Although small organic molecules are essential to all biological systems, there remains a need for tools that allow scientists to measure the concentration of any given small molecule in a biologically relevant setting. The project leader's long-term research goal is to develop a general method to rapidly and easily monitor small molecules relevant to the study of biology and the environment. The objective of this proposal is to engineer riboswitch-based biosensors to monitor intracellular concentrations of small organic molecules. Riboswitches are naturally occurring non-coding RNA elements that act as direct sensors of diverse small molecules and can signal molecular recognition through altered protein expression. The rationale for this project is that the demonstrated plasticity of riboswitches coupled with the utility of genetic selections can form the basis of a powerful method for engineering whole-cell biosensors for small molecules. The proposed work sets out to demonstrate the utility of riboswitch-based biosensors by using a naturally occurring riboswitch to identify environmental factors that may contribute to the metabolism of an important signaling molecule, cyclic diguanylate, in Vibrio cholerae. To demonstrate how genetic selections can modify and improve natural riboswitches for use in biosensors, the V. cholerae-specific cyclic diguanylate riboswitch will also be re- engineered to generate a new riboswitch that can monitor cyclic diguanylate in any bacterial species. The potential of such a tool is immense in terms of its ability to advance the entire field of microbiology research. Finally, to demonstrate the full range and potential of this approach, a riboswitch-based biosensor for polychlorinated biphenyls will be engineered through directed evolution. The successful completion of this aim would produce a biosensor that can provide a sensitive and inexpensive means to monitor bioavailable and bioaccessible levels of a persistent organic pollutant. These models will define the precision with which riboswitch-based biosensors can be generated and will speak to their broad utility. This contribution is transformative because it is expected to provide a system that will be able to rapidly detect and report the intracellular level of virtually any cell permeant small molecule of interest.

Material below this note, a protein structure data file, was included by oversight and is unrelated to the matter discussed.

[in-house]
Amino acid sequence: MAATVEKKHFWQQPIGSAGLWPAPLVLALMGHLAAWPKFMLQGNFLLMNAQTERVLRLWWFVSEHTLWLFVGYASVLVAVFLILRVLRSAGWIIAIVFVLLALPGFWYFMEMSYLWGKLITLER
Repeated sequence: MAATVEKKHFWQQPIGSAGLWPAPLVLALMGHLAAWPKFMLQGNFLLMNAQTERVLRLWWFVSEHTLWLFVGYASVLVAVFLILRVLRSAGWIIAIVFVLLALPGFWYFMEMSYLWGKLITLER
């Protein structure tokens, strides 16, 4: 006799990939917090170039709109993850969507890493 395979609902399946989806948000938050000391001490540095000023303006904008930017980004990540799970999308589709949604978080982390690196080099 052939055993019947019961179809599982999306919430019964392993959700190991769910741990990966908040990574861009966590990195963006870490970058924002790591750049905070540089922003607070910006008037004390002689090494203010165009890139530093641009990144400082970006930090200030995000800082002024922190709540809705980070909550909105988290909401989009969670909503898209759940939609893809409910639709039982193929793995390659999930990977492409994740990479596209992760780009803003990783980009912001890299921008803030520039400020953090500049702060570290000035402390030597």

The engineering of biosensors and the use of non-coding RNAs as research tools, moreover, present an exciting frontier for a diverse group of budding scientists. The project leader is committed to graduating scientifically literate undergraduates and motivating students to pursue life-long careers in science; this project directly addresses these career goals. Over a dozen undergraduate summer research positions will be funded over the five-year duration of the project. Students working on this project will communicate their results to the scientific community as co-authors of journal articles and as presenters at professional meetings. Student researchers will also be asked to contribute to a blog which seeks to communicate to other undergraduate and high school students what science research is and what it produces. As part of this project, authentic research experiences will be introduced into the curriculum for both majors and non-majors. In addition to providing experiential learning on-campus, the project leader is also initiating a partnership with a research-intensive institution to create off-campus research opportunities for her undergraduate students.